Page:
Court Rules Alabama Supreme Court Judge Can Publicly Criticize Homosexual Marriage Legal Victories

An Alabama Supreme Court judge has won the right to publicly criticize a pending or decided case, including those that favor same-sex marriage legalization.

Alabama Supreme Court Associate Justice Tom Parker had sued the Judicial Inquiry Commission of Alabama over their decision to investigate him in 2015 for criticizing cases regarding gay marriage legalization.

The investigation was brought on by a complaint filed by the Southern Poverty Law Center, which argued that Justice Parker was breaking the court’s ethics code by offering his criticism of gay marriage legalization.

U.S. District Court Judge W. Keith Watkins issued a permanent injunction on Monday declaring a state rule restricting Parker’s ability to offer public comment on certain cases a violation of the First Amendment.

“Canon 3A(6) as presently constituted facially violates the First Amendment to the United States Constitution because it is not narrowly tailored to meet a compelling government interest, and is both overinclusive and substantially overbroad,” wrote Judge Watkins in his decision.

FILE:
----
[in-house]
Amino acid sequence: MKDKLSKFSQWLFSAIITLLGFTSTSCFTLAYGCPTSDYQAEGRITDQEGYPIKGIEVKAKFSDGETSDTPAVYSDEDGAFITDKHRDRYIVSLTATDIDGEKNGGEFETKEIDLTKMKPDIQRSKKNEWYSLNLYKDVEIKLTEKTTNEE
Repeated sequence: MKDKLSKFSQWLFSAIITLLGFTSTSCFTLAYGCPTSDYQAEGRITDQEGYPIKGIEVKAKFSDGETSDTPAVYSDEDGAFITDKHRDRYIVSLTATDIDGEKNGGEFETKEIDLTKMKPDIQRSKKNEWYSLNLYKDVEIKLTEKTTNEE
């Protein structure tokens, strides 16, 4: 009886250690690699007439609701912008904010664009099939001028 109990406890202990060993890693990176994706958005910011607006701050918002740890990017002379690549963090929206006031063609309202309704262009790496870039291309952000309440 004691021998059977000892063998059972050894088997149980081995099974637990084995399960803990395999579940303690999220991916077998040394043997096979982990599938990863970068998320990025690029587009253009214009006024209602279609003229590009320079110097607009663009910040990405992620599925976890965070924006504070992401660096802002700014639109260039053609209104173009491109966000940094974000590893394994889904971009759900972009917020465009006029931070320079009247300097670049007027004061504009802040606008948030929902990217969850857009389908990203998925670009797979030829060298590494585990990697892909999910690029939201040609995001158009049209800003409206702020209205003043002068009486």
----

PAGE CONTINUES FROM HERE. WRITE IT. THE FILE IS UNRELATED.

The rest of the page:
Watkins ruled that Alabama’s JIC cannot “punish any public comment by a judge unless the public comment can reasonably be expected to affect the outcome or impair the fairness of a proceeding pending or impending in any court.”

“Public discussion by judges or judicial candidates of an issue of public importance cannot be proscribed or punished under Canon 3A(6) merely because that issue may happen to be the subject of a pending or impending proceeding in any court,” added Watkins.

Watkins also ordered the defendants to pay $100,000 plus reasonable attorney’s fees and costs to Parker’s lawyers within 30 days of the permanent injunction being issued.

In Oct. 2015, Parker did an interview on “Focal Point,” a radio program hosted by Bryan Fischer of the American Family Association, in which he commented on a pending case regarding the state’s gay marriage debate and criticized the Supreme Court’s decision legalizing gay marriage.

Soon after, the SPLC filed an ethics complaint against Parker, arguing that his comments violated Alabama Judicial Canons 1, 2A and 3A(6).

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Source: Christian Post